Stacy Pratt
Updated Mar 27, 2017 @ 3:44 pm
Credit: Zoetrope Studios

The first time I heard about The Outsiders, my older, cooler cousin Lea was spending the week at our home in rural Oklahoma. (She lived in a small Oklahoma town, too.) “You have to hear about this book,” she said, and proceeded to tell me the entire plot without missing a single detail.

The next time I went to B. Dalton, the bastion of 1980s bookselling (in Tulsa, where The Outsiders was filmed), I picked up a copy and joined what turned out to be a worldwide group of people whose lives were touched by the story of Ponyboy Curtis and the Greasers navigating adolescence in a Soc-controlled world. Soon after that, I watched the movie, which by then was on video.

I read The Outsiders so many times the front cover fell off my paperback, and then I read the rest of the author’s books: Tex, Rumblefish, and That Was Then, This is Now. Suddenly, it didn’t feel like New York and California were the only important places in the country.

Almost as enthralling as the book itself — not to mention the movie that launched a thousand careers — was the legend of its writer, S.E. Hinton, who was from our own state and who had written The Outsiders when she was 16 years old.

People are so invested in this book and movie that one of them, rapper Danny Boy (House of Pain), recently bought the house used in the movie as the home of the Curtis brothers and is turning it into a museum. Last week, Rob Lowe, who played Sodapop Curtis, came to town on his birthday to be interviewed. Later this year, many of the cast members will be on hand for a 50th anniversary event that will raise money for the museum. (And if I’m really lucky, I’ll be there, too!)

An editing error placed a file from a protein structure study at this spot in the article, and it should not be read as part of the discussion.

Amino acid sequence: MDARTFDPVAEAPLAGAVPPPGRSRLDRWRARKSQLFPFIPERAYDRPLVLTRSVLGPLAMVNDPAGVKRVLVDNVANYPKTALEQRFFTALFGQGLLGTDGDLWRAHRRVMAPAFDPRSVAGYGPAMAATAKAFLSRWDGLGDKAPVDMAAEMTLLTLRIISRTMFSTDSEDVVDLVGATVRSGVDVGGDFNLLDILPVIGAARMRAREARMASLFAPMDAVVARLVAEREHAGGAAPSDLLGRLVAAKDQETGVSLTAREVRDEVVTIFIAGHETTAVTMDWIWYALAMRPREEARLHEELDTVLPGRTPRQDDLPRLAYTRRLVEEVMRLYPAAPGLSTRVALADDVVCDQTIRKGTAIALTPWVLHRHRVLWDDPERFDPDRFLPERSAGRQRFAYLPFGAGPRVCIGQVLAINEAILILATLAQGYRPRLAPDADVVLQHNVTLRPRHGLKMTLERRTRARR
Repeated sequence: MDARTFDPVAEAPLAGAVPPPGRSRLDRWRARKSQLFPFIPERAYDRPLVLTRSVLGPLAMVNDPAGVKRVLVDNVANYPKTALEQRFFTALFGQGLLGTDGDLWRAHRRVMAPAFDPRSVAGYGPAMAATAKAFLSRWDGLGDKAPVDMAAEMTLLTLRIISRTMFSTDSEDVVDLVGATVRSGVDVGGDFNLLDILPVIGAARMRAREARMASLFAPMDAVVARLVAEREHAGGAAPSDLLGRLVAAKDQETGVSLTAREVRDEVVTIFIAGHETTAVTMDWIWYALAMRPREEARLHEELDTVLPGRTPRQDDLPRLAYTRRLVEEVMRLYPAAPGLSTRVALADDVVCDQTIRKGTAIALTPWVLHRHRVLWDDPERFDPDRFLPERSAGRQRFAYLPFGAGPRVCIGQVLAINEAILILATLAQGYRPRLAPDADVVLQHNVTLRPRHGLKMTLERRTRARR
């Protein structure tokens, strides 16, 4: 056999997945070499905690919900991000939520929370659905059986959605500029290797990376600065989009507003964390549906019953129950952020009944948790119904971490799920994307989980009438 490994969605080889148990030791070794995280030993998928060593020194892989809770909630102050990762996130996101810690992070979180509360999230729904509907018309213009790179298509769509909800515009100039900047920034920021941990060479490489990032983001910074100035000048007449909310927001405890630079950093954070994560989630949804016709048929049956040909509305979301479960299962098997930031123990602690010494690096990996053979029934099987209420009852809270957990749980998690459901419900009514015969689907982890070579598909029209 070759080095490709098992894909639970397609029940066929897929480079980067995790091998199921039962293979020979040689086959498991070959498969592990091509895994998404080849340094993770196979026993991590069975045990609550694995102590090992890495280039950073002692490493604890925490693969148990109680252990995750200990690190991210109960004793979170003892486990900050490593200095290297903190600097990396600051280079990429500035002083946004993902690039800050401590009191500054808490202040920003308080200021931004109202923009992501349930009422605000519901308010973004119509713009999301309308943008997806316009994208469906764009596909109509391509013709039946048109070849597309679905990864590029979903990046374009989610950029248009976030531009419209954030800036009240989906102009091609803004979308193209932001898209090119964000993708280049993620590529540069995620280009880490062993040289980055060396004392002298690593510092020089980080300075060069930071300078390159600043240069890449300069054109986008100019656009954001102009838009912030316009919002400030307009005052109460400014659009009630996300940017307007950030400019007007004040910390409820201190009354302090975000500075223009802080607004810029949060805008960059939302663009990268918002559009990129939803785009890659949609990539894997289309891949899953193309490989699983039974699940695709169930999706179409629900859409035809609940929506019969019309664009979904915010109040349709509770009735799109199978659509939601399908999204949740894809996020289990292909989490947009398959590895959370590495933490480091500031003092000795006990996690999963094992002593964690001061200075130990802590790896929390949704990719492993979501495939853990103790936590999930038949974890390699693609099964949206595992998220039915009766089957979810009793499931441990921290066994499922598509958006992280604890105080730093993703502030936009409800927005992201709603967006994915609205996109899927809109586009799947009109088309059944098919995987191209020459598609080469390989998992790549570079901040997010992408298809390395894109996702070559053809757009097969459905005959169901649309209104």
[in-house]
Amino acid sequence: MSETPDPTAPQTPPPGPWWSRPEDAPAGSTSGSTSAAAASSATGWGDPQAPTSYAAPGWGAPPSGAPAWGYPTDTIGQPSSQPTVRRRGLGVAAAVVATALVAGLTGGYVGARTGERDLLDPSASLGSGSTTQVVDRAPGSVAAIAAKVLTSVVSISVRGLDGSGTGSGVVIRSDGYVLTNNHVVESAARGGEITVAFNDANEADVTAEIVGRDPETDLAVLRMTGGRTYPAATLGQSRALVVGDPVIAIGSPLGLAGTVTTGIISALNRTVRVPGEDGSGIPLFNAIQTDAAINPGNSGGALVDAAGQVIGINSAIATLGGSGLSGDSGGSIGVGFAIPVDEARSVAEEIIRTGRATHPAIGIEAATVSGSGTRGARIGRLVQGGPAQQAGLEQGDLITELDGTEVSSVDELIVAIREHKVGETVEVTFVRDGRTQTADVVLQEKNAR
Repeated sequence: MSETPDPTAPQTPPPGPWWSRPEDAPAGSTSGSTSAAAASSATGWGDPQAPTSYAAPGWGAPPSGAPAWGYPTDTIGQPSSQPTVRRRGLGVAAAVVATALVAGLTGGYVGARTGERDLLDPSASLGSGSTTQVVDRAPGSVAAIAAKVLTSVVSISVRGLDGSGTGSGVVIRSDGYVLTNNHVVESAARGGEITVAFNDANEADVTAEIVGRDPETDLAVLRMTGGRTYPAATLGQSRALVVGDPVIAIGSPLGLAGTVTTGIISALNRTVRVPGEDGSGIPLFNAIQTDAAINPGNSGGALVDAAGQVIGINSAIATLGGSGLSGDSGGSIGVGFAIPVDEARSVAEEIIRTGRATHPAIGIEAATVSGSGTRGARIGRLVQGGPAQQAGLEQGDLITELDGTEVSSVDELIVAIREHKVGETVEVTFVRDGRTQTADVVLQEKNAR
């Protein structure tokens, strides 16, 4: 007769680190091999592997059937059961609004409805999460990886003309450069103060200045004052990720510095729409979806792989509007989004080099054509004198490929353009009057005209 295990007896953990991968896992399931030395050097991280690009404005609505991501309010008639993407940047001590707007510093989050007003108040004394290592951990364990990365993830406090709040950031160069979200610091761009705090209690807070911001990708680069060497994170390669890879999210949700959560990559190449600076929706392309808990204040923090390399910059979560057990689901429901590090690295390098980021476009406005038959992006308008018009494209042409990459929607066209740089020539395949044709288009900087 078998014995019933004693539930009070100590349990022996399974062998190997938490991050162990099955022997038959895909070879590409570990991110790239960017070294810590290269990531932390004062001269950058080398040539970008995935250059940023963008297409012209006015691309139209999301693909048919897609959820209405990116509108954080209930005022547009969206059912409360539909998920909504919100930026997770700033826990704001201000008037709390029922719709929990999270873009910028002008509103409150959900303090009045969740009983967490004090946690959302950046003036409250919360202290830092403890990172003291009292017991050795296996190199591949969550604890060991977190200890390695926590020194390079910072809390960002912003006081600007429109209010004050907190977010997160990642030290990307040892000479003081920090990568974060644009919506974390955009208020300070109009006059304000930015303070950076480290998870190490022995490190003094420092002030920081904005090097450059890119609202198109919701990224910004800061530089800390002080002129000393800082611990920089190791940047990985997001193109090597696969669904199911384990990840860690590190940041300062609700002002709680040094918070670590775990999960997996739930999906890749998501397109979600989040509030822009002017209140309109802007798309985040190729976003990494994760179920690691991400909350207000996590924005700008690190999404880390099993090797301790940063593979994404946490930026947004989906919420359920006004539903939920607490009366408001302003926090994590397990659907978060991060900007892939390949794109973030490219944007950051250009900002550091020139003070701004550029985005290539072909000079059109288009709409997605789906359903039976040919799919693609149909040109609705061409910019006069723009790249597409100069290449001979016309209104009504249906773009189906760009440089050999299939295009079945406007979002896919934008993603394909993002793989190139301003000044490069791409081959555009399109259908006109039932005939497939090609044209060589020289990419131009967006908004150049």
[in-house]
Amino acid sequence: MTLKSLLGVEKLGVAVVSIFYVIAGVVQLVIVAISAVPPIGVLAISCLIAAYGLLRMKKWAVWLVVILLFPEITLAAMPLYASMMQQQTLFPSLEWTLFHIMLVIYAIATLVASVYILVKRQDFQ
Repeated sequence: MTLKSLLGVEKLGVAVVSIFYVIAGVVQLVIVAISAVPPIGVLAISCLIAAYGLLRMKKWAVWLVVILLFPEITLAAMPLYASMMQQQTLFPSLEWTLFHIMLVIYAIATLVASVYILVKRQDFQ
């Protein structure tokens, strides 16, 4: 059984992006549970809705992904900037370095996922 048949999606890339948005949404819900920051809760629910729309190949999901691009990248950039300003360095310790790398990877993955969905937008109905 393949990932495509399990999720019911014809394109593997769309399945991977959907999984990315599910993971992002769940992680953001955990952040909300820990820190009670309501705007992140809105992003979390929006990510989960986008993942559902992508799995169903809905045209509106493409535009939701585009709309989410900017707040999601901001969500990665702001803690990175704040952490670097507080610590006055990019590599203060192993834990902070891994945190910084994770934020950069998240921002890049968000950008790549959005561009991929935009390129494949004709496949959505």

For many years, S.E. Hinton lived a private life in Oklahoma, raising horses and seldom allowing interviews or appearances. This year marks the 50th anniversary of the publication of The Outsiders, and she has graciously agreed to take part in the many celebrations of the book and movie, including a Q&A session presented by the Tulsa Literary Coalition that was broadcast live (but not archived) on the Facebook page of Booksmart Tulsa.

Here is what she had to say:

On why she wrote The Outsiders:

On how she came up with the idea for The Outsiders:

On what it was like to get published:

On her continuing relationships with the stars of the movie:

On why she uses her initials:

On what gave her the confidence to send her book to a publisher:

On her advice for young writers:

On people who say The Outsiders saved their lives:

Stay gold, Susan Eloise Hinton.